“Email is dead.” We’ve all heard that, yet clearly, that’s not the case. In your opinion—and I think you’ve got a unique background and having worked with so many different brands and been on different sides of the house with email marketing, and managing a lot of the digital strategy for these brands—in your opinion, what have you seen at least change or evolve with email? It may not be dead, but it certainly has adapted over time, as new digital channels and strategies have come into play.

I think this is a great point because way back 15-20 years ago, I’ve been doing this a long time, they were saying email is dead. Email is still a workhorse that really drives value for the business, for consumers. But I believe that you shouldn’t send out any email that doesn’t reflect some truth you know about the customer, which gets to the one-on-one. We now, as I mentioned, have these AI tools that can really get to that type of one-on-one personalization for emails, and in my opinion, batch and blast and those kinda boring emails are dead. You shouldn’t send those. It’s moving more and more to transactional—as close as you can get to transactional. We still have to send out the marketing emails to drive sales over time, but you can really personalize those emails, even if it’s just changing the focus a little bit based on what you know about the customer, or changing the image based on demographic data you have about the customer. Every email, even if it’s “join our contests”-type email, should be customized to that customer’s specific data. I’m a strong believer in that. I think it’s still hard; we’re getting closer and closer to it, and some of the people I’ve seen here are doing a lot of good in getting us to that point.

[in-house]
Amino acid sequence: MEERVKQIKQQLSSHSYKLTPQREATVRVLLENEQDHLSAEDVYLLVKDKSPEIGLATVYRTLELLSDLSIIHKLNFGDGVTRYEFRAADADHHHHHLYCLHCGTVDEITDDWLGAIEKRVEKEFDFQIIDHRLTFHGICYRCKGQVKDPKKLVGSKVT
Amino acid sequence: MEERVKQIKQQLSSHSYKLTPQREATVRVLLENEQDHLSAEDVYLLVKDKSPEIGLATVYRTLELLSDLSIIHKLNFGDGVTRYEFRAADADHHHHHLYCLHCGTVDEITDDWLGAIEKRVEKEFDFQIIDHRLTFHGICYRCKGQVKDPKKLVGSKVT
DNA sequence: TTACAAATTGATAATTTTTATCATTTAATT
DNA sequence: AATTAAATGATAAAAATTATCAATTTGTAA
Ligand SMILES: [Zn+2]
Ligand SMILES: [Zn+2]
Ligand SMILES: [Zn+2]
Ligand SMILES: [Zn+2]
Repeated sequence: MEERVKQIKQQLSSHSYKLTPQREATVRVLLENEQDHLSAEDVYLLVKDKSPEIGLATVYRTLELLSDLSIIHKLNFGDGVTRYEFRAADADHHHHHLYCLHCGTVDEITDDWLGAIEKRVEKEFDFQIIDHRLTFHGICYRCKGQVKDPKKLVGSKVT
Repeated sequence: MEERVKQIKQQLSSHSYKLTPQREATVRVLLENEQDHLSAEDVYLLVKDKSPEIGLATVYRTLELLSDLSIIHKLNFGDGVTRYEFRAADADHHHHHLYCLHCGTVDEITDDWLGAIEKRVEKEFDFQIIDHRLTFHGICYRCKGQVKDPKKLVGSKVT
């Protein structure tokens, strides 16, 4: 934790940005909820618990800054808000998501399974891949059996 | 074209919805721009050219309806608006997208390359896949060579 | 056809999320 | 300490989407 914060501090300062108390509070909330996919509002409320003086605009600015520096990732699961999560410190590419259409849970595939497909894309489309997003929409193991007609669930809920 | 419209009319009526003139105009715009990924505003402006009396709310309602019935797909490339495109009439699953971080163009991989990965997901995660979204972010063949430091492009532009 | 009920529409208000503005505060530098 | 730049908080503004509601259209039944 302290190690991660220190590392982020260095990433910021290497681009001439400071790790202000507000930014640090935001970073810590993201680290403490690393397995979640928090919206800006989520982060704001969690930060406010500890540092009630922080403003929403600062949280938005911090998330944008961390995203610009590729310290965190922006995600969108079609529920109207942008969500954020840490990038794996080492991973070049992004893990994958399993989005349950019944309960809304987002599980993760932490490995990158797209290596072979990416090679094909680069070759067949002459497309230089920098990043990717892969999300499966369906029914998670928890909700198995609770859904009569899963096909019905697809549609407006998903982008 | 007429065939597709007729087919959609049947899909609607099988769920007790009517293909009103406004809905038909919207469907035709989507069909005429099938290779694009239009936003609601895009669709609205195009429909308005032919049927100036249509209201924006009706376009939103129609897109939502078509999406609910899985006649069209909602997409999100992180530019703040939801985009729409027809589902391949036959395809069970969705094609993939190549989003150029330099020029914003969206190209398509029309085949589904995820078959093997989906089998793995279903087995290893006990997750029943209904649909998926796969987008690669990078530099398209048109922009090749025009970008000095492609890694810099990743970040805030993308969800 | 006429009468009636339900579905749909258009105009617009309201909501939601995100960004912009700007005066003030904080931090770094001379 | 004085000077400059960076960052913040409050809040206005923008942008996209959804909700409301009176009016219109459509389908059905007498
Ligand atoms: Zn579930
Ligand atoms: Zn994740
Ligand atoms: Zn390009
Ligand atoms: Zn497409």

What do you think is either one or some of the most overlooked opportunities that brands are missing out on? We talked about personalization and kind of using different data points for targeting, but are there things that you’ve seen where they’re just overlooked or they’re simple things that are being implemented from brands on their digital strategy?